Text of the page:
With love,

1 comment:

Michael said...


I can' speak for the author of this piece--but please visit Oso's site and ask him.

I don't see our country as a true theocracy or even close. The neo-conservatives have co-opted some of the language and values of a Christian mindset and propped up their masquerade with a fanatical true-believer, but they are in no way acting or ruling according to Christian values (at least as I understand them).

People are just scared and that makes them easily manipulated. When we see those polls that so many people are believers I think that it is distorted in that a huge chunk of those people are infrequent church-goers (except where I am at--where they take their drinking and church-going seriously) and say they believe in God because the alternative would short-circuit their brain (I don't say this in a demeaning way--whenever I sit down and fully reflect on my anti-theism it seriously messes with my psyche). We are indocrinated/interpellated into belief in a God, it is frightening to think otherwise because once you remove that foundational card the whole house comes down...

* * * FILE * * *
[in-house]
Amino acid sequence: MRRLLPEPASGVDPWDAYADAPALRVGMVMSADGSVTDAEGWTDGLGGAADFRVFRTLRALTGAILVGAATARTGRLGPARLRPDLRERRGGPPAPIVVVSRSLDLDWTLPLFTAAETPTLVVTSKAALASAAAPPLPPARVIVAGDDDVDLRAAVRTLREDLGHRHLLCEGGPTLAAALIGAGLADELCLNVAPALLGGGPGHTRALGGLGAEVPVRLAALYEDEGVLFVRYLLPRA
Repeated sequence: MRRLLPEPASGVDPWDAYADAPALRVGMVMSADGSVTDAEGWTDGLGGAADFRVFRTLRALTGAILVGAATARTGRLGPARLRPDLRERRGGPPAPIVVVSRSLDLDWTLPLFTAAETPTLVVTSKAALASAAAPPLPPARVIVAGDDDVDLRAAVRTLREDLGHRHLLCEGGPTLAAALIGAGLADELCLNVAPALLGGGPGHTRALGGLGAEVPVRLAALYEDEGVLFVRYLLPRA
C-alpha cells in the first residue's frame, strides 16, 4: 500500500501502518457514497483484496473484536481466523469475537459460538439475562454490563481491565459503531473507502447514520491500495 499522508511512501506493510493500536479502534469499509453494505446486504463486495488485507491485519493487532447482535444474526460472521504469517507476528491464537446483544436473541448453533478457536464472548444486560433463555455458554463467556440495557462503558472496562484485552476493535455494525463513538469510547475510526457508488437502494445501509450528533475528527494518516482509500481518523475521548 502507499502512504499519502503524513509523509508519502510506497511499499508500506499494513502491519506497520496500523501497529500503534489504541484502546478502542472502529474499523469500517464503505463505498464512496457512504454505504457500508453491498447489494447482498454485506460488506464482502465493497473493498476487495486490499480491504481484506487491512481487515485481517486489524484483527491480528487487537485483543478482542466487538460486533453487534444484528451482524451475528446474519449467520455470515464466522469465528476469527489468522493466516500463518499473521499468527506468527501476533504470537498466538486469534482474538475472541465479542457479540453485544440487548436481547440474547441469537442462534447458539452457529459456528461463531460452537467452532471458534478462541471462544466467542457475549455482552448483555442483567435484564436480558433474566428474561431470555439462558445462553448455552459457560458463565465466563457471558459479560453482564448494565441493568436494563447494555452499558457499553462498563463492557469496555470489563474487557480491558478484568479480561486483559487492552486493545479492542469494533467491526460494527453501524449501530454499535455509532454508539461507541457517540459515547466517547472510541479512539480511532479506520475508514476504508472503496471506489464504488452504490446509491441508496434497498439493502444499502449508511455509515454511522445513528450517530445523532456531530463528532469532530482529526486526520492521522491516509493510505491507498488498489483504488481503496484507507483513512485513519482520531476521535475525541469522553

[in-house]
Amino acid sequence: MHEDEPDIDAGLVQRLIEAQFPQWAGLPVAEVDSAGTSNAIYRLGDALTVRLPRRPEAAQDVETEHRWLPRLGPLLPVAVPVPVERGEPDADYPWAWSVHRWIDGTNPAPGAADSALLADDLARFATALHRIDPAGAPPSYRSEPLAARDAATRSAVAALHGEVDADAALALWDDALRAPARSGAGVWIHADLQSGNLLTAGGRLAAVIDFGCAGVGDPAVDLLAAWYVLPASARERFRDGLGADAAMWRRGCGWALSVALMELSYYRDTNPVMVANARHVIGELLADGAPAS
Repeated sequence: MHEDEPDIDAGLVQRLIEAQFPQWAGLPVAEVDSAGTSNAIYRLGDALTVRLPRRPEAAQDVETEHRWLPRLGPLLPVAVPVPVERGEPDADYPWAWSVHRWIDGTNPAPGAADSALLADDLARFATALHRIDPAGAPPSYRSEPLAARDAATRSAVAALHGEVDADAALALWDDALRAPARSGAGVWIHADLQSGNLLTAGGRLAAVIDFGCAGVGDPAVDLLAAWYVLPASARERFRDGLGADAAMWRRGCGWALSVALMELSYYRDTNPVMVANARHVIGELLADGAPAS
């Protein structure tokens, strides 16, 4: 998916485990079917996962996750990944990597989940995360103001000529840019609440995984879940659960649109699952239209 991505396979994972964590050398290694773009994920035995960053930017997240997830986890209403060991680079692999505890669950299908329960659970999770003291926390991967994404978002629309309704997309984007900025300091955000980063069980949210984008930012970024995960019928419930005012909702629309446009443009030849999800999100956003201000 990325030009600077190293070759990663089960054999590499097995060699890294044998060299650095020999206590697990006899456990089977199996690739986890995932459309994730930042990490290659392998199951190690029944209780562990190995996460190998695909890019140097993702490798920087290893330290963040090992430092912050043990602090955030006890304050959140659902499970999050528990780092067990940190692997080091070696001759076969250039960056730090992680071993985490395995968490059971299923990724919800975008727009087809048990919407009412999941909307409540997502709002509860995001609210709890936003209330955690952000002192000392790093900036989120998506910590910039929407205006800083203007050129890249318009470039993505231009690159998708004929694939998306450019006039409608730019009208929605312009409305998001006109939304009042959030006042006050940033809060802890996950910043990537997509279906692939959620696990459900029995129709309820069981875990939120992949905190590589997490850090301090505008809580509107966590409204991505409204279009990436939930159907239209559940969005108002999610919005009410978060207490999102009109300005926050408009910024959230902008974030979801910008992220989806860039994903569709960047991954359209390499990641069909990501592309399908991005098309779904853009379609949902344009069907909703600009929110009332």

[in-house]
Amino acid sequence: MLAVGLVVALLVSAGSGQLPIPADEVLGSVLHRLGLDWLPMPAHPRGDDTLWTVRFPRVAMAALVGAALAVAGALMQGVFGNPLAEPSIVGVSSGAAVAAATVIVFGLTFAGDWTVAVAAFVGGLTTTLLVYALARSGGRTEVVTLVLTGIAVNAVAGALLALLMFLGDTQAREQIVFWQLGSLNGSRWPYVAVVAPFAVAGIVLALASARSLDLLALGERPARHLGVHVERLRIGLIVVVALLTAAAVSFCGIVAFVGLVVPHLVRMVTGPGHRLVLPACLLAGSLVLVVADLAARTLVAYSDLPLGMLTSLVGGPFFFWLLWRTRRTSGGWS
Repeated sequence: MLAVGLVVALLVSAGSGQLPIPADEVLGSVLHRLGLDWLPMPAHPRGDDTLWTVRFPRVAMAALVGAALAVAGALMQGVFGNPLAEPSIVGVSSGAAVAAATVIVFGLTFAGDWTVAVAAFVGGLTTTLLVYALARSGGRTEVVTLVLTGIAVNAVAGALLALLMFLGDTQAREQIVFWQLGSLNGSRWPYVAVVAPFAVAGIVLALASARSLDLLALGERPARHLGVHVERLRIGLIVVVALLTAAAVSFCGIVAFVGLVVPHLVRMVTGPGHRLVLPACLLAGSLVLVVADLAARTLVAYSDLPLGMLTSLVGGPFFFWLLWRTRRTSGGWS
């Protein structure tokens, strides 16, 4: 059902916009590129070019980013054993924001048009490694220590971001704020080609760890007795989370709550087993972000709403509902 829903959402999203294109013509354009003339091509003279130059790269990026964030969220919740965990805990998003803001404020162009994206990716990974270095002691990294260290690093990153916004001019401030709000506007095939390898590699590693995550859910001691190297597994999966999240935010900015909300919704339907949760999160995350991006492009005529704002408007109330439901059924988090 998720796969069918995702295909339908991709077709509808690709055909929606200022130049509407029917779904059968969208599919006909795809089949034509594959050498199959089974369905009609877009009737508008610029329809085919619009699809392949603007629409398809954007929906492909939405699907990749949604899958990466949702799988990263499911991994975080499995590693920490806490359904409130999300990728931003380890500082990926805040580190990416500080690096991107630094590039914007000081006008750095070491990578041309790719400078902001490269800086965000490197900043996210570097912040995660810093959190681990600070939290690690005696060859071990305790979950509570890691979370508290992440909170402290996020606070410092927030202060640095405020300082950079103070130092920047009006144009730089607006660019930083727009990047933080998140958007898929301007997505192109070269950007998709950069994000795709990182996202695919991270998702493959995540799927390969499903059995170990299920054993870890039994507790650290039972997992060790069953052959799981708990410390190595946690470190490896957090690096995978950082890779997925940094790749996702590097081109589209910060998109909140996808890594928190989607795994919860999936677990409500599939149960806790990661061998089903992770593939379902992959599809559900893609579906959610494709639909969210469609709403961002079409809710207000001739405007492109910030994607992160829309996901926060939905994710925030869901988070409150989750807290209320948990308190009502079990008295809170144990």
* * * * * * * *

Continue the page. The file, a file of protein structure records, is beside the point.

Communication--we need to develop media channels to combat the corporate media system--this is a huge problem. The most disturbing part of the current social trend is its reliance upon a monological media system--one view, one politics, one voice (even if the players like to pretend the Rep and Demos are drastically different they are still agreeing on what to disagree about and whatever falls outside their agreed limits is not discussed or considered)

Good luck with your new site!